Mar 20 2008

The Good, the bad and the ugly: WordPress, Scribefire and Wireshark

Published by at 6:55 pm under Encryption,Humor,Site Configuration

As a security professional, I have a number of things I consider bad habits. One of these is that I let Firefox remember many of my passwords for me, at least when it comes to my low security sites. And for better or for worse I consider the blog one of the low risk sites, therefore I let Firefox keep the password for me and just know that I can log in with a click of the button. Until tonight that is; I upgraded to Firefox 3 beta 4 and for whatever reason, it lost the password to the blog.

At first, I didn’t think this was a big deal; after all I was pretty sure I remembered the password. But after trying the password I thought it was and half a dozen of my other passwords I use on low risk sites, none of them worked. I figured that was not a big deal either, since I could just use the reset password function to … well, reset my password. But that module told me I had a valid account name but an invalid e-mail address. This made me panic a little because I know that I sometimes get a little tricky with my email addresses and add a few descriptive characters then redirect to my active email address once the email hits my mail server. None of the standard email addresses worked, neither did some of the non-standards, and eventually I exceeded the allowed attempts.

That’s when I remembered the one other place I knew I had the password stored, Scribefire. I have been using Scribefire in one form or another for several years now, and in fact I’m writing this posting in it. It’s a great tool for WYSIWIG editing and life would be harder without it. One of the things they’ve done right is to make sure that you can’t recover the user name or password from inside Scribefire, a security measure I appreciate. Or usually appreciate, that is.

That’s when I remembered that for all the things WordPress does right, the login is done over plain vanilla http. There’s no encryption, no use of SSL, nothing. And since Scribefire has to log into WordPress to do some of the magic it does, that means the user name and password would be flowing across the ethernet cable in plain text. I had an older version of Ethereal, now Wireshark, on my system, fired that up, played with Scribefire for a couple of moments and examined the capture. Sure as snot, there was my user name and password, plain as day. Turns out I’d had the proper password, but I’d forgotten a character that’s supposed to capitalized in the user name. D’ooh.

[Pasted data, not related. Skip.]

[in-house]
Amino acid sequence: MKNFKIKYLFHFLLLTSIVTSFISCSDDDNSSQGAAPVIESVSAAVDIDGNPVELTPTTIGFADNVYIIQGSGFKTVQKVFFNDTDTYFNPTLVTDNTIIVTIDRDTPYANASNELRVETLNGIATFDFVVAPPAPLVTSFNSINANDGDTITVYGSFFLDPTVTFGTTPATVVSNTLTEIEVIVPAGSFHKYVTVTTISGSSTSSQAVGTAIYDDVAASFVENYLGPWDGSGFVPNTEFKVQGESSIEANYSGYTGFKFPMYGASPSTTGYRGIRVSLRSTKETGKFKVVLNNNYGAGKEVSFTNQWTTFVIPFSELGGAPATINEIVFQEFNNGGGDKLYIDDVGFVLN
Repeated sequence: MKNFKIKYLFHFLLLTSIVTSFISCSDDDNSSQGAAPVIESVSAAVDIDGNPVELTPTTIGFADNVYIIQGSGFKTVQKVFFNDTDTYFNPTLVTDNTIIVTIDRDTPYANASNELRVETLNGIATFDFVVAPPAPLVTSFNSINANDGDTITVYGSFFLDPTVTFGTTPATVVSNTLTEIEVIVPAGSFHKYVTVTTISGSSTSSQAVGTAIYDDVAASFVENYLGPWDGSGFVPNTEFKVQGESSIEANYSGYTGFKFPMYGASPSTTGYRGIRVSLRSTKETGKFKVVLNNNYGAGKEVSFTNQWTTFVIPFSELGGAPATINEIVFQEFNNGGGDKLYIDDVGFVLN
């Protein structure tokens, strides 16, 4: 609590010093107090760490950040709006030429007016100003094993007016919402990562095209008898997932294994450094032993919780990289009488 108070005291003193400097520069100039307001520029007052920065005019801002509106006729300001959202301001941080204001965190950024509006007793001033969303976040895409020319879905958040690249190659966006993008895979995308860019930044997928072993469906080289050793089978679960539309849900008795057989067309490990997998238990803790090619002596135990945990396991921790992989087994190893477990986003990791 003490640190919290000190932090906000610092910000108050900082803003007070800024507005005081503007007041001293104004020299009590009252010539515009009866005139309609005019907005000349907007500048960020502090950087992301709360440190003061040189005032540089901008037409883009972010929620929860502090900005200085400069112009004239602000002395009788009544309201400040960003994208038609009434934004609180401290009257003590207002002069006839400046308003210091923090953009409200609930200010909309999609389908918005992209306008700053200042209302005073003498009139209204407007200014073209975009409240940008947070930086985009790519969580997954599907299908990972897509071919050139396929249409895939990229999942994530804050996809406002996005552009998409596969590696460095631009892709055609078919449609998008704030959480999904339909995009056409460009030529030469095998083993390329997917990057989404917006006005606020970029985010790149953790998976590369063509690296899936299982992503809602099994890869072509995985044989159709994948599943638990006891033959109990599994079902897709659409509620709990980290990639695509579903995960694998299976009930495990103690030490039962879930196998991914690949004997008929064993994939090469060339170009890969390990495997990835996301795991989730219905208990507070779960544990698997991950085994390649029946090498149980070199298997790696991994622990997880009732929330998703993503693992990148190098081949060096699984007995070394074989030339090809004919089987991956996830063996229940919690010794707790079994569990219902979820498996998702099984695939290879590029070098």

The real lesson here is not that you shouldn’t rely on your browser to remember your password. Okay, that is a lesson, but it’s not the real lesson. The real lesson is that all too often, our passwords, user names and other sensitive information is flowing across the network unencrypted. It’s open for anyone with a little bit of curiosity. They just need one of the first tools any aspiring security pro or hacker learns to use, a sniffer. In properly switched and segmented networks, this may not be a problem, but there are probably more poorly setup networks than properly configured ones. And I don’t want to rely on the work of a network administrator I don’t know to keep me safe, I want my programs to do it themselves. I’m currently looking at Login Encrypt as a WordPress plugin to solve the problem, but I’m going to keep looking before I bite on this one. But this only solves the problem in WordPress; what about all of the other sites I use that allow unencrypted login?

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3 responses so far

3 Responses to “The Good, the bad and the ugly: WordPress, Scribefire and Wireshark”

  1. Mark Palmeron 21 Mar 2008 at 8:38 am

    Have you experienced the following:

    1. Login into secure webmail site (e.g. https://example.com)
    2. Then auto-magically it drops the secure connection (e.g. http://example.com)

    My ISP’s webmail service does this. That and the amount of ads they’ve placed onto the webmail interface is really annoying. You can read more about my rant at http://marktpalmer.com

    I was wondering if an ISP could be liable for any security issues related to having customer email pass through in clear text. I presume ISPs do this just to save a buck (are they really saving on the costs of SSL connections for webmail connections?).

    Regards,
    Mark Palmer

  2. Sebastianon 25 Mar 2008 at 7:19 pm

    I ran into the issue with passwords also. One of the best tools that I have come across (and best of all it’s free) is PasswordSafe. It’s like ScribeFire, except it’s a local program on your machine:
    http://passwordsafe.sourceforge.net/

  3. Mikeon 07 Dec 2008 at 12:05 am

    Sort of disheartening to be reminded that for all the strength you can try to put into your passwords and accounts, in the end it’s still up to the site or the application to make proper use of them and keep them secure while they get to where they’re going. Also I see the https -> http issue quite often when logging in to email and other sites. Not something I like seeing either.

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